This evening I attended the community informational meeting hosted by the St. Martin's Steering Committee and ANC Commissioner Mary Lois Farmer-Allen (5C06) at McKinley Technology High School. Construction will begin this month on the St. Martin's Apartments, which will provide 178 units of workforce and low-income housing at 116 T Street NE.
Approximately 25 people were in attendance at the beginning of the meeting. Father Michael Kelley of St. Martin's Catholic Church made some brief comments, thanked the community for its input, and asked for prayers for the safety of the construction workers. Commissioner Farmer-Allen made a few comments, then developer Neal Drobenare introduced some new people who will be involved with the construction.
Drobenare announced that there will be a 2-year construction period from ground-breaking to final completion of 178 units and 176 underground parking spaces.
The heaviest period of truck traffic will occur during the first 6-week period of the project; after that time, traffic will be greatly reduced. Construction will begin every day (5 days per week) at 7 a.m. The truck traffic will be split between those trucks driving north from the construction site towards Rhode Island Avenue and those trucks that will travel south along 2nd Street N.E., then down Eckington Place N.E. R Street residents have expressed numerous concerns about heavy traffic in the past, and with a question I confirmed that no trucks will be traveling down the 100 or unit blocks of R Street N.E.
For two months, one block of Todd Place will be designated a no-parking zone. With this notification, one resident posed some pointed questions about parking. This was surprising because I recognized this resident as being one of the strongest supporters of the project among those who lived close to the site prior to regulatory approval.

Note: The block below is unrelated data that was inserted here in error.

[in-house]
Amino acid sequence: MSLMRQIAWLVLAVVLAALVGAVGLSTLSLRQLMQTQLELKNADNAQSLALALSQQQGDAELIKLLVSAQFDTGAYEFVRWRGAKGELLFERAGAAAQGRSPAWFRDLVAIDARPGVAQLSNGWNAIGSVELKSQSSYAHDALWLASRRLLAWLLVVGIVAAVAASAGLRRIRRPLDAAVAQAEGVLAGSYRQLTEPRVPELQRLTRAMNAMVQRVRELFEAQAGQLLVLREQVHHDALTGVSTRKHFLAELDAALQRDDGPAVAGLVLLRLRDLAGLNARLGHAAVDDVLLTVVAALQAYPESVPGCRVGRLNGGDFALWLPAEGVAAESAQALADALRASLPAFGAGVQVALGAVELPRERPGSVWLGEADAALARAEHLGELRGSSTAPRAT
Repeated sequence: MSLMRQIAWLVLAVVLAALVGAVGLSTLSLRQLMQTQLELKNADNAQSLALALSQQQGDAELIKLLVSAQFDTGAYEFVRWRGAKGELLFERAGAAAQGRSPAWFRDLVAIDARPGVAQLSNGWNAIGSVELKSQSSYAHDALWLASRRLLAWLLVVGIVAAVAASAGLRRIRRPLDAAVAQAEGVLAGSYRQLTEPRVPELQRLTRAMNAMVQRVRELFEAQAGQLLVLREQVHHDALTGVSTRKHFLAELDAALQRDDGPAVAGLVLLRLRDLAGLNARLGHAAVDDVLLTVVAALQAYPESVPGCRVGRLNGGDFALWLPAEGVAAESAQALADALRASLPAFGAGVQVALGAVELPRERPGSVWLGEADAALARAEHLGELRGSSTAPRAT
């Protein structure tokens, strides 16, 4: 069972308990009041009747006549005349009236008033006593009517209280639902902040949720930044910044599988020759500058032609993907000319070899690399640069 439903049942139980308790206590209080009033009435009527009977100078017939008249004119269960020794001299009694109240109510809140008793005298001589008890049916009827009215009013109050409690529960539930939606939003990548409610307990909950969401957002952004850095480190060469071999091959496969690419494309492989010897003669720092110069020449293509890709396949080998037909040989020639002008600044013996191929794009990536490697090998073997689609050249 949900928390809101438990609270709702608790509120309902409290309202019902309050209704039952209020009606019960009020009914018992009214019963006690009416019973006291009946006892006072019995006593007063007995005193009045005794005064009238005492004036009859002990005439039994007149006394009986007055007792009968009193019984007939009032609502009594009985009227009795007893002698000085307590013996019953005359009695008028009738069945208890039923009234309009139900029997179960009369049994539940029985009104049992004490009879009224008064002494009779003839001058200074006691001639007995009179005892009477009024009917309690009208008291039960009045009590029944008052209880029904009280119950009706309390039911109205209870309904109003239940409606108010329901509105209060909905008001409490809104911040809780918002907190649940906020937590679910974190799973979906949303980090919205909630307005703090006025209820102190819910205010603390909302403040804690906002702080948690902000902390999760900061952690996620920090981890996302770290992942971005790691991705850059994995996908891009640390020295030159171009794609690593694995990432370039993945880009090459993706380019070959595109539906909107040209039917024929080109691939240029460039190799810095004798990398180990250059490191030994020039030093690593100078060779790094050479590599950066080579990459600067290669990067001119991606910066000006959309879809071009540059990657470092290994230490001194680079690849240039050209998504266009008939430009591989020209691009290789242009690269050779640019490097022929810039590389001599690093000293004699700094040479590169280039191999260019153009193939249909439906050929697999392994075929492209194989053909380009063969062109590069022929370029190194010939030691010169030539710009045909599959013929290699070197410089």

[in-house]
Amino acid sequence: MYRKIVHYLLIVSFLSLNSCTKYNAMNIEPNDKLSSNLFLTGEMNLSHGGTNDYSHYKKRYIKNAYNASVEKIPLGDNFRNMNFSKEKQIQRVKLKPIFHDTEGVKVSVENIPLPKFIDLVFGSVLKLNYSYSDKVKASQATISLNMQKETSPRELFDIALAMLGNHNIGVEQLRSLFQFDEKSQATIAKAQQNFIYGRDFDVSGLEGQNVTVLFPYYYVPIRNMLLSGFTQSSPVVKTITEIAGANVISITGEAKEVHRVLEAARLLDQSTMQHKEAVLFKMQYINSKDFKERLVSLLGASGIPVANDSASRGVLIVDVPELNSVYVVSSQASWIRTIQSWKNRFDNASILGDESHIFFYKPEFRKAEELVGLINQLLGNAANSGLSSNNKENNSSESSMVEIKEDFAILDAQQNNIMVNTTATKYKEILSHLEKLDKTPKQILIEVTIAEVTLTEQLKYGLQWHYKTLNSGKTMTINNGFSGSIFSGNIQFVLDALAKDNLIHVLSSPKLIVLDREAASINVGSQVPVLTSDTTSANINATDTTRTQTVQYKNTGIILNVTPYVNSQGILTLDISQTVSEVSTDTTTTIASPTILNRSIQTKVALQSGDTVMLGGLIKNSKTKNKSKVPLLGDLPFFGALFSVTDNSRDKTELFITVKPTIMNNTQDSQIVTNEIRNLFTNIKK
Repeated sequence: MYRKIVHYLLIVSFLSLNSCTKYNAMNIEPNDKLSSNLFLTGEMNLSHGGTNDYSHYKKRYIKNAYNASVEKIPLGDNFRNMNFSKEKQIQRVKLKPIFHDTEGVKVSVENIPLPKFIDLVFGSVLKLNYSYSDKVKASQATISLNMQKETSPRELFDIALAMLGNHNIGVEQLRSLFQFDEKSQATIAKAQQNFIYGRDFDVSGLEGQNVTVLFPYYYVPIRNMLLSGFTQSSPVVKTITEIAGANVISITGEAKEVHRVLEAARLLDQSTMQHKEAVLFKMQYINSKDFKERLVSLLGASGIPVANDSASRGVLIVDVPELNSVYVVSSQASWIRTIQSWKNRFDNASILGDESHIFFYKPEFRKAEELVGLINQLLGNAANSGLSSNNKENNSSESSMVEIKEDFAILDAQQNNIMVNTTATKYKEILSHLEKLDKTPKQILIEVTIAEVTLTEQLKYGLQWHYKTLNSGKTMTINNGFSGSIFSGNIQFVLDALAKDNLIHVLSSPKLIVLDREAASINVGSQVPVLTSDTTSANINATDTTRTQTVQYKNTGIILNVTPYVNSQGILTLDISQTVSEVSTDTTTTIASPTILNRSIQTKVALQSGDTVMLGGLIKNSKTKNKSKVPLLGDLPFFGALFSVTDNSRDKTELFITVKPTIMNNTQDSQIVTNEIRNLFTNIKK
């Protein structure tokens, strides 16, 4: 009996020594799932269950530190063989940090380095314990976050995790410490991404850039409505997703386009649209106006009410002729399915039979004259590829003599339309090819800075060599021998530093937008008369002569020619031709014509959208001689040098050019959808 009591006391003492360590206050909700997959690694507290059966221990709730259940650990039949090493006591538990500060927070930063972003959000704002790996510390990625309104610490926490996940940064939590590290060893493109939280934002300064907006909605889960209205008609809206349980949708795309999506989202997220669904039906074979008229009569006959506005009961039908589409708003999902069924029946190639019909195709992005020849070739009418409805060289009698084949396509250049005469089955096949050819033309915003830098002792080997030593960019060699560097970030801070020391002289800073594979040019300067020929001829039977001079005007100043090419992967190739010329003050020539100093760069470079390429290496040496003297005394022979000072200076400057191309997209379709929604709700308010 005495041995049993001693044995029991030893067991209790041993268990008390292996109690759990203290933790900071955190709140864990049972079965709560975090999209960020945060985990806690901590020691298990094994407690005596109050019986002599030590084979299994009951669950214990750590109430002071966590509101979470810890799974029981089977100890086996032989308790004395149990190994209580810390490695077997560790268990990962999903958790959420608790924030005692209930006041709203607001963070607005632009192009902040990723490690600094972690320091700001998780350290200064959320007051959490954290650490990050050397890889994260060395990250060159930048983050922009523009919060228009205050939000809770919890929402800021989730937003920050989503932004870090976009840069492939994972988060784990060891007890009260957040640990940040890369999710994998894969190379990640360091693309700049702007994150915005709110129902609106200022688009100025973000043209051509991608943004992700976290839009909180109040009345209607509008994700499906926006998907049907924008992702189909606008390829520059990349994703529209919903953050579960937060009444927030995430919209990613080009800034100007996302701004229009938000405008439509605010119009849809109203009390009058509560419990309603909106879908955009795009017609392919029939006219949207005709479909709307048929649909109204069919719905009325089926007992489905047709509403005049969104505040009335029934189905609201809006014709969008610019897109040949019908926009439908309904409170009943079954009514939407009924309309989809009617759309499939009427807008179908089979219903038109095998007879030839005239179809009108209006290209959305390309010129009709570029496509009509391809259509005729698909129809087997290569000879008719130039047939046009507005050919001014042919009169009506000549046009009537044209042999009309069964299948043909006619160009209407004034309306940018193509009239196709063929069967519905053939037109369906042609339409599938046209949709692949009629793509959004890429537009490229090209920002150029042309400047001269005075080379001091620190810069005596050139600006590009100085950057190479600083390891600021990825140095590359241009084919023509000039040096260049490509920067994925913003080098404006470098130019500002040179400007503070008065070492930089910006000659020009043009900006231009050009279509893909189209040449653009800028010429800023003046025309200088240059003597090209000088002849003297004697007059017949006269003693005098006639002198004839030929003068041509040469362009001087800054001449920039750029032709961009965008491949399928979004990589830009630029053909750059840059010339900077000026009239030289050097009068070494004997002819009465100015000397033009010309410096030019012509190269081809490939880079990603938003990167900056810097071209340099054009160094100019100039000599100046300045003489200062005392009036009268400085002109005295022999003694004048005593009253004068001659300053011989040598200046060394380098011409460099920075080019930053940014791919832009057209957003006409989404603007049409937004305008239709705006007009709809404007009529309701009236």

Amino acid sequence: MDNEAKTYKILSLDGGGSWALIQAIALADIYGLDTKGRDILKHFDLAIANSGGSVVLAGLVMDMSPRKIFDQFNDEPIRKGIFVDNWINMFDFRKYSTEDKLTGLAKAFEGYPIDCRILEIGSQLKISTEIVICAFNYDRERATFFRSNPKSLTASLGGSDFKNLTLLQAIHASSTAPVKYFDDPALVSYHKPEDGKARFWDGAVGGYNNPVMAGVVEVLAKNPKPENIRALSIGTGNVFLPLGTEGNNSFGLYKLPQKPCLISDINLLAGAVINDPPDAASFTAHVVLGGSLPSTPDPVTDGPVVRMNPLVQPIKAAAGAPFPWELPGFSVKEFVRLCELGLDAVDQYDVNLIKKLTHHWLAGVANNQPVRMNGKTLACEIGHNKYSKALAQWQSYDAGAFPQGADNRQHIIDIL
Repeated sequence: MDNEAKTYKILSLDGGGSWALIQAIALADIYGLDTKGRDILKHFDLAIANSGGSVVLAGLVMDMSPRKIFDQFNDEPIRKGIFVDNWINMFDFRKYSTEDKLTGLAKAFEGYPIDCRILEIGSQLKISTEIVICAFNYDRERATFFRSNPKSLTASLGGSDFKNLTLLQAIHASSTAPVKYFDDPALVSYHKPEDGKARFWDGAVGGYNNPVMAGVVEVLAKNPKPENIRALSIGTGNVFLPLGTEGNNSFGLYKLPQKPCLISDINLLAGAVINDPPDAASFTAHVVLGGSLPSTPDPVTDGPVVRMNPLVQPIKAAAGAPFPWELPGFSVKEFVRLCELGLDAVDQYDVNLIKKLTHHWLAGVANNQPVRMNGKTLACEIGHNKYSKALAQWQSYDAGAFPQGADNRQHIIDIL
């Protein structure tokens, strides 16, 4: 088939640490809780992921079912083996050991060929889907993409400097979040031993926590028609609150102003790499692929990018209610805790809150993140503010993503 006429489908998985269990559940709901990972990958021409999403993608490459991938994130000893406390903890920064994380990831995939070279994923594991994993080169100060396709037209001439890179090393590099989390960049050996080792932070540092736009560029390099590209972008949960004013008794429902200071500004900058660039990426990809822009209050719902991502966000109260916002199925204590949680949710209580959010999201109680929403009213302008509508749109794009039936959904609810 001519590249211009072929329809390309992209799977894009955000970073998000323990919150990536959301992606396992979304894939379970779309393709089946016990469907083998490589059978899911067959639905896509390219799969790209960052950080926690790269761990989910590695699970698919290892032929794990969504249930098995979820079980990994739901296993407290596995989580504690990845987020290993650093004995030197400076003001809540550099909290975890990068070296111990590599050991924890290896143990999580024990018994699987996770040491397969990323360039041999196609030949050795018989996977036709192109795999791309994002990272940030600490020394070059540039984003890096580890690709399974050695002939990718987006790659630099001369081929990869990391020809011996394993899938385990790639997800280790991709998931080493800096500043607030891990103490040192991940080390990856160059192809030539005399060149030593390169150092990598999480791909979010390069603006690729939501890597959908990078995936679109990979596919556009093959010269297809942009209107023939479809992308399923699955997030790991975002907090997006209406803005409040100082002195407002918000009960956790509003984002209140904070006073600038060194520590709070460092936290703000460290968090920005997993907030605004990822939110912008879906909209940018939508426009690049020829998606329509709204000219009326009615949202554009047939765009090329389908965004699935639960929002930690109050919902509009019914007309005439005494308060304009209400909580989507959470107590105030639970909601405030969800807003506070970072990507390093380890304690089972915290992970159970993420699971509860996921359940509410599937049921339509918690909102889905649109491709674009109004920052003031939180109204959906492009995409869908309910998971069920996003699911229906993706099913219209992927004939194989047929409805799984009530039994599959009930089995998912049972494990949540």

Another individual charged that it appeared as though the construction workers were being favored over the residents. A complicating factor over which St. Martin's had no control was the absence of a representative from the D.C. Department of Transportation who was supposed to be present. Drobenare pointed out that although some parking would be temporarily lost, other zones that are currently designated as "no parking" would be freed for use.
At one point, Drobenare said that the plan had been put together with the advice of all the area civic associations. At that moment, a woman stood up and walked briskly from the room, apparently angry. Other residents indicated either during the meeting or afterwards that Drobenare's manner was offensive. Personally, I don't think that Drobenare said anything out of line, but given that I am lawyer (as he is), perhaps I didn't sense what some residents did.
Because the DDOT representive was not available, many uncertainties remain. One thing for sure, however, is that Hyde School will need to find a replacement for the 40 off-street parking spots it will lose during construction.
Drobenare stressed that residents with concerns during construction should come to St. Martin's first before posting a comment on a listserv or the Advisory Neighborhood Commission. The main contact will be Michael Blaylock (email@example.com) and the construction manager will be Jim Brown (301-423-6000). The relevant contact information will also be posted on-site.
One resident asked whether the project was sufficiently capitalized to endure the current economic chaos in the credit markets. Drobenare assured the audience that there would be no problems with funding the project.